Michael Smith (performance artist)

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Michael Smith
Born (1951-03-08) March 8, 1951 (age 72)
EducationColorado College, Whitney Museum of American Art Independent Study Program
Known forVideo, installation art, performance, drawing
AwardsGuggenheim Fellowship, Alpert Awards in the Arts, National Endowment for the Arts (NEA)
Michael Smith, Imagine the View from Here!, Installation view, Museo Jumex, Mexico City, 2018.

Michael Smith (born 1951) is an American artist known for his performance, video and installation works.[1][2][3] He emerged in the mid-1970s at a time when performance and narrative-based art was beginning to claim space in contemporary art.[4][5] Included among the Pictures Generation artists, he also appropriated pop culture, using television conventions rather than tropes from static media.[6][7] Since 1979, much of Smith's work has centered on an Everyman character, "Mike," that he has portrayed in various domestic, entrepreneurial and artistic endeavors.[8][9][10][11] Writers have described his videos and immersive installations as "poker-faced parodies"[6] that sit on the edge between art and entertainment, examining ideas, cultural shifts and absurdities involving the American dream, consumerism, the art world, and aging.[12][13] Village Voice critic Jerry Saltz called Smith "a consummate explorer of the land of the loser … limning a fine line between reality and satire [in] a genre sometimes called installation verité."[14]

Smith's early performances took place at avant-garde venues like The Kitchen, Franklin Furnace and Artists Space and downtown clubs such as CBGB and Mudd Club.[15][6][16] He eventually performed in other, more mainstream clubs and institutions, such as The Bottom Line, Carolines, the Whitney Museum and Museum of Modern Art, and produced videos for Saturday Night Live and PBS and a comedy special for Cinemax.[2][12][17][18][19] In later years, he has exhibited at the Metropolitan Museum of Art, New Museum, Museum of Contemporary Art, Los Angeles and Tate Modern, among others.[7][20][3] In 2007–8, a retrospective, "Mike's World," was presented at the Blanton Museum of Art and the Institute of Contemporary Art, Philadelphia.[21][1][10] Smith has received awards from the National Endowment for the Arts and Louis Comfort Tiffany Foundation in addition to a 1985 Guggenheim Fellowship and an Alpert Award in Visual Arts in 2012.[22][23][24]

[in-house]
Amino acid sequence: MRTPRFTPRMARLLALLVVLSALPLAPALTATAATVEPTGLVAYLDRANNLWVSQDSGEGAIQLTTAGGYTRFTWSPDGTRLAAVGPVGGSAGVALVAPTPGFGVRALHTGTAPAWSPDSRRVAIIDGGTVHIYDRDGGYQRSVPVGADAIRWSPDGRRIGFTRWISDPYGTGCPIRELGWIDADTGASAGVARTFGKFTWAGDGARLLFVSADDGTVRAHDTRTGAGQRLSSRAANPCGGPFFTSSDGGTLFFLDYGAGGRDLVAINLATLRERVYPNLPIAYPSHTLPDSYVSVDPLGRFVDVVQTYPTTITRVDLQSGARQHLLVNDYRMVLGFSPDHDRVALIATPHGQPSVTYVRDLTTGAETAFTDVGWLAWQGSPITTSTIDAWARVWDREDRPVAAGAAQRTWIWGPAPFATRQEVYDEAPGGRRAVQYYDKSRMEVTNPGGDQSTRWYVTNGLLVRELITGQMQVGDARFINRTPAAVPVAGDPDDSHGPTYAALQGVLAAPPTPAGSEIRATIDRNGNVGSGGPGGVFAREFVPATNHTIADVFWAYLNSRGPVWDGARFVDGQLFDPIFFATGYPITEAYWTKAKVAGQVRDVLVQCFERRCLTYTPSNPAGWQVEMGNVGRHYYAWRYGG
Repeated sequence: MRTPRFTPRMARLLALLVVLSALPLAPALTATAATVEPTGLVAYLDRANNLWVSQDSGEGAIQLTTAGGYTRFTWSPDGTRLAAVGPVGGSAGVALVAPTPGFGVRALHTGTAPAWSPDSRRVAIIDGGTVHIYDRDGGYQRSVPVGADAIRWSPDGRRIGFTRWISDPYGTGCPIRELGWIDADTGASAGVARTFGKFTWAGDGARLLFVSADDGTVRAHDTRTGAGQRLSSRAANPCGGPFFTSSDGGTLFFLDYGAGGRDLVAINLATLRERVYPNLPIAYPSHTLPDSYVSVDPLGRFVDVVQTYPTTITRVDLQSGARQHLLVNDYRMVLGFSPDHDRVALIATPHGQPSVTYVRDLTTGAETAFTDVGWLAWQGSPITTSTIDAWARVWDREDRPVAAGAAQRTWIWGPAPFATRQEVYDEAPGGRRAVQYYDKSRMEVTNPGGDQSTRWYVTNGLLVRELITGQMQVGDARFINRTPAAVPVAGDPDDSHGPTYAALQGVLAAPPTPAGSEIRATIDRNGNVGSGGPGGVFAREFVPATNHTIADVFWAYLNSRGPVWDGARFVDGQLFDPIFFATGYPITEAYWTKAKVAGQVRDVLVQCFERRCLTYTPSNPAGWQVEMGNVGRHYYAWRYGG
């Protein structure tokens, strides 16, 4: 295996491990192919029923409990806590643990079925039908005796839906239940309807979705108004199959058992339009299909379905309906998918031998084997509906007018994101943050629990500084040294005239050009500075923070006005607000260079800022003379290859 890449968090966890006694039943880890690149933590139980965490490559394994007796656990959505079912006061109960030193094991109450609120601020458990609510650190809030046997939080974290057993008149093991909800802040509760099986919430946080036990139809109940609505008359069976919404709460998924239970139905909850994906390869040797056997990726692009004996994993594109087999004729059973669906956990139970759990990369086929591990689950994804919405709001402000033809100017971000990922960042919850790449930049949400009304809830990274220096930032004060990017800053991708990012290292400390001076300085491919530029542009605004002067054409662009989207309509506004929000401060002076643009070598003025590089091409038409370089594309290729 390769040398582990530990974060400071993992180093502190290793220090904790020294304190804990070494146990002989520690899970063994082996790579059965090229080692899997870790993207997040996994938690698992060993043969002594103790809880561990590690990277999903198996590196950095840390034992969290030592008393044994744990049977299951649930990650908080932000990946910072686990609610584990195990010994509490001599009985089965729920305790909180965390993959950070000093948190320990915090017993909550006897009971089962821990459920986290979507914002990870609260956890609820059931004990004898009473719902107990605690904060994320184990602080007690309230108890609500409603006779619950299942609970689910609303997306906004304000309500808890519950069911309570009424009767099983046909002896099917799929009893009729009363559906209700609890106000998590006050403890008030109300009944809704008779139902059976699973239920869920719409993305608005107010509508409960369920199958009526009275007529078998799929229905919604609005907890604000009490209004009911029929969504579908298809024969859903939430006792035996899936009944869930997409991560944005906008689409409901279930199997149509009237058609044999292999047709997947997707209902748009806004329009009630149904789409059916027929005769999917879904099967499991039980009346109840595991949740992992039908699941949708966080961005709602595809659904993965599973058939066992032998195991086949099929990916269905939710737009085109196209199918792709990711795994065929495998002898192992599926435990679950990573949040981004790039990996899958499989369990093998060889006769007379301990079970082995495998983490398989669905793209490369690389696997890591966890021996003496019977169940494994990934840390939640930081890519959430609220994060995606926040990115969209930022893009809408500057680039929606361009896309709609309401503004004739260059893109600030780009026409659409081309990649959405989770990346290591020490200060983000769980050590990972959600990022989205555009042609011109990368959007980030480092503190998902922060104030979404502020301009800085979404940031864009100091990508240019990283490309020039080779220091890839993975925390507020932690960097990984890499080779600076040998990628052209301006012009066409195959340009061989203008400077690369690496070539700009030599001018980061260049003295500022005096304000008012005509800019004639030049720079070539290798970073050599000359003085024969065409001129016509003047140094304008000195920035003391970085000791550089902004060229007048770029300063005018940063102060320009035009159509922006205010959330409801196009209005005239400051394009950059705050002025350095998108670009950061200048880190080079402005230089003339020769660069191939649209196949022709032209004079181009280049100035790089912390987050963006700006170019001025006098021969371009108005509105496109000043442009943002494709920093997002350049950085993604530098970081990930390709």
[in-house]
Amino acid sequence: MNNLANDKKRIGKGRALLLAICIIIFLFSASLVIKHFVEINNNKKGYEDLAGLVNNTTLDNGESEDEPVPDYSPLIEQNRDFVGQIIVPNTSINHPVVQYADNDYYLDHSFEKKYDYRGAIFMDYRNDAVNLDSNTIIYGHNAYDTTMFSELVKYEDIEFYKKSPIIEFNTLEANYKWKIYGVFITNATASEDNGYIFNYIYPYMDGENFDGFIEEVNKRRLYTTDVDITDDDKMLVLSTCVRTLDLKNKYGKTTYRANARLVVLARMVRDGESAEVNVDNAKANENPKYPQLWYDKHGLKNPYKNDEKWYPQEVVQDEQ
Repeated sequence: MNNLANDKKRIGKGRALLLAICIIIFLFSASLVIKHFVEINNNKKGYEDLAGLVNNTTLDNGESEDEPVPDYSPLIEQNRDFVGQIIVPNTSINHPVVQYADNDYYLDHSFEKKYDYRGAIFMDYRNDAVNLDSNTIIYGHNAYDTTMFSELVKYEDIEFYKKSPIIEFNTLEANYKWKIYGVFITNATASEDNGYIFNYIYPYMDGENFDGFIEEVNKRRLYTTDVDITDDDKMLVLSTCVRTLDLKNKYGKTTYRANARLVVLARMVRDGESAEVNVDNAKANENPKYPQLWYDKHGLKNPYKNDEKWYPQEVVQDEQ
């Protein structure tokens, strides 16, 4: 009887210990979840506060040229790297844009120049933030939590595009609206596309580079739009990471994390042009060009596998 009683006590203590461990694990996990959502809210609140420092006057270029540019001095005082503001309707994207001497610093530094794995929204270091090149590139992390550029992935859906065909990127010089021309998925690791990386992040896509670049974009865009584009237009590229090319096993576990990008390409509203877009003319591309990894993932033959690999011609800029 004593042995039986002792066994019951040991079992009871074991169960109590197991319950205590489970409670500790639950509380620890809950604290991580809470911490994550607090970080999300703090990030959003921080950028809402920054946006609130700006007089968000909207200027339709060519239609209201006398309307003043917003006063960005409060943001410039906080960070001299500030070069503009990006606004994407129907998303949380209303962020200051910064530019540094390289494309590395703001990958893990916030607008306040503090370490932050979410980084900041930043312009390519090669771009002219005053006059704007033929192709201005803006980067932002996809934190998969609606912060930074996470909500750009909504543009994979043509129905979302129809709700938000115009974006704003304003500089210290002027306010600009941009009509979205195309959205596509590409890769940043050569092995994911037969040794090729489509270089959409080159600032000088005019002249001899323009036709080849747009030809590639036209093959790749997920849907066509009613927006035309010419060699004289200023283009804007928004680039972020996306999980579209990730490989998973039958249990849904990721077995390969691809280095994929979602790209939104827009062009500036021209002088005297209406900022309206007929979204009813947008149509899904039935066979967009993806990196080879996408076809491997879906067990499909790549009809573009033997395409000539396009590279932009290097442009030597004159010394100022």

Early life and career[edit]

Smith was born in 1951 and raised in a middle-class Jewish family on the south side of Chicago.[12][16] In 1968, he enrolled at Colorado College, where he earned a BA in painting (1973), focusing on abstraction; his older brother Howard, also an abstract painter, was a mentor during this time.[12][16] He was accepted into the Whitney Museum of American Art Independent Study Program in New York City in 1970 and returned again in 1973.[16][25]

After college, Smith returned to Chicago to work with his father at his real estate company. During this time, he felt that he had reached a dead-end with painting and his interests gravitated toward avant-garde performance work by artists such as Vito Acconci, Richard Foreman and William Wegman[26][27][13] He started going to a weekly open mic in the city and in response developed a performance, "Comedy Hour," which he first gave publicly in his own studio in 1975.[16][13] In 1976, Whitney curator Marcia Tucker invited him to perform in a performance series at the museum, providing early validation for his new direction.[12] Smith relocated to New York in the fall of 1976, joining an art scene that included Eric Fischl, Barbara Kruger, David Salle and performance artists Eric Bogosian and Stuart Sherman,[26][12] in which he gained attention through performances at Artists Space, Franklin Furnace, The Kitchen and Castelli Graphics.[16][28][2][5]

In addition to his art production, Smith has taught performance art at the University of Texas at Austin since 2001, as well as at several other schools.[25][16]


Michael Smith, Government Approved Home Fallout Shelter Snack Bar, Installation view, Castelli Graphics, New York City, 1983.

Smith has produced performance works, commercial television and promotional business video simulations, adult puppet shows, immersive installations, drawings and photographs, often in collaboration with artists and directors such as Mike Kelley, Joshua White, Doug Skinner and Mark Fischer.[13][12] His deadpan, pathos-laden style of humor draws on influences including 1960s comics Jackie Vernon and fellow Chicagoan Shelley Berman and Bob Newhart, actor-directors Buster Keaton and Jacques Tati, absurdist playwrights Samuel Beckett and Alfred Jarry, Voltaire's Candide, and comedy albums and TV shows from his youth.[26][3][12][29]

Smith's work has often pushed the limits of entertainment, comedy and art with unconventional pacing, repetition, precise timing, subversive obtuseness, and a blurring of fiction and reality.[29][30][6][31] He often lampoons the practices and promises of the entertainment industry, art world and American capitalism, exploring themes of fitting in, ambition, the obsolescence of "just past" motifs and tastes, failure and aging.[29][6][14][13] Some writers contend that his work prefigured genres and works such as "mockumentaries", reality TV and The Truman Show, and adult-oriented "kid shows" (e.g., South Park); his art is sometimes compared to that of anarchic, hard-to-categorize creators like Andy Kaufman or Albert Brooks.[26][4][3][30][29] Most of Smith's work has involved two characters: his everyman or "bland man" performance persona, "Mike," or an oversized infant called "Baby Ikki."